Much of the debate on anti-DEI legislation in public education constellates around banned books. As such, students and I integrate banned books, like Art Spiegelman’s Maus: A Survivor’s Tale, into our course reading list and create lessons for teaching them. Reading banned books in class exposes students to the types of materials currently being banned in public schools. Students gain practice creating heuristics on Maus’ genre, history and connections with contemporary and local contexts, which can be applied to other texts they may teach. 

Engaging with banned books also helps students see the pedagogical value in such materials, arming them to make arguments against future bans. We have frank discussions about the academic freedom they likely will, or will not, be afforded, depending on the state, district and school they end up teaching at, much of which undergraduate teaching students are unable to predict. 

Anti-racist and feminist pedagogical theories that privilege students’ personal knowledge and lived experiences have been central in our navigation of HB 544.

We review strategies for community building and student-led instruction that provide opportunities to teach about issues of identity, difference and intolerance that HB 544 aims to stamp out—feminist pedagogies, such as those offered by bell hooks, that recognize discomfort as a conduit for critical thinking provide us with philosophical and practical methods. Together, we wrestle with the question: How do you make a student feel comfortable in a classroom, as they’re being told their histories and very identities are “divisive” or worthy of banning? We’re still not sure you can.

As one of my students eloquently put it after reading the bill for the first time, “How are we supposed to teach?”

While I’m calling for more attention to the impact of anti-DEI legislation on teacher educators and teaching students, I recognize the good work that has been done by teacher organizations in this area, such as Teaching for Change, Black Lives Matter at School, the National Council for the Social Studies and the National Council of Teachers of English. On my own campus, my education colleagues have worked tirelessly to provide legislative updates and resources. It is the legislators that pass and the administrators that enforce these abhorrent bills that are most to blame. The methods I’ve shared here are just temporary solutions at best. Most important is the inclusion of more teachers and teacher educators in legislative processes.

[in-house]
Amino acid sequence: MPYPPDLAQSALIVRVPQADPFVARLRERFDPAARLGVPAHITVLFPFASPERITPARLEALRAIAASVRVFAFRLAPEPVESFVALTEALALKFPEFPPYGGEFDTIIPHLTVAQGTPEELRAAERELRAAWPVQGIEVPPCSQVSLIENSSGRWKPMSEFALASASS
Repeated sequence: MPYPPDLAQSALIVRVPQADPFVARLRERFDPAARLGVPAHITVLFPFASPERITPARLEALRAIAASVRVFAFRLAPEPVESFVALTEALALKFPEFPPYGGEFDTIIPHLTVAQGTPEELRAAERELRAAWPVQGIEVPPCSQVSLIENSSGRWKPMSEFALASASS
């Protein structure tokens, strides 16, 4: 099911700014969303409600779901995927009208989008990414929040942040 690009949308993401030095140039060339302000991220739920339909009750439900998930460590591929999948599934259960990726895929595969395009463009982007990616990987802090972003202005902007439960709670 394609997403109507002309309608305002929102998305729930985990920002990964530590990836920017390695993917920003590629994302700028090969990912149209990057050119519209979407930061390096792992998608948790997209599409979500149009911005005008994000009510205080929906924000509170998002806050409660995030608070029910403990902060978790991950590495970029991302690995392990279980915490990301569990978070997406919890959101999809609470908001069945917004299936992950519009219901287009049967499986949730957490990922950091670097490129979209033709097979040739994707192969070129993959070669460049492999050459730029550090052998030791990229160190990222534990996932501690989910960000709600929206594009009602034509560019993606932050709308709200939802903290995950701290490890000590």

As a unionized, tenure-track professor, I have academic freedom and built-in support systems if my teaching is challenged. Yet, my teaching students are not guaranteed the same support.

I often tell students that given how much society devalues them, to want to be a public school teacher is to be an idealist at heart. Each semester, we talk about how being an idealist has become increasingly more difficult. Even through the rage I have towards these hateful bills and the incompetence with which they’ve been applied, my students still fill me with hope. When faced with the lack of equitable pay and necessary resources, and legislative attacks like HB 544, they still want to be teachers. They remain determined to find ways to build equitable classrooms that celebrate difference, truth and tolerance. 

Up next:

U.S. democracy is at a dangerous inflection point—from the demise of abortion rights, to a lack of pay equity and parental leave, to skyrocketing maternal mortality, and attacks on trans health. Left unchecked, these crises will lead to wider gaps in political participation and representation. For 50 years, Ms. has been forging feminist journalism—reporting, rebelling and truth-telling from the front-lines, championing the Equal Rights Amendment, and centering the stories of those most impacted. With all that’s at stake for equality, we are redoubling our commitment for the next 50 years. In turn, we need your help, Support Ms. today with a donation—any amount that is meaningful to you. For as little as $5 each month, you’ll receive the print magazine along with our e-newsletters, action alerts, and invitations to Ms. Studios events and podcasts. We are grateful for your loyalty and ferocity.


C.C. Hendricks is an assistant professor in Communication Arts and Sciences and Women's and Gender Studies at the University of New Hampshire. She is a mom and feminist rhetorical studies scholar whose work has appeared in the journals Peitho, Across the Disciplines and The WAC Journal.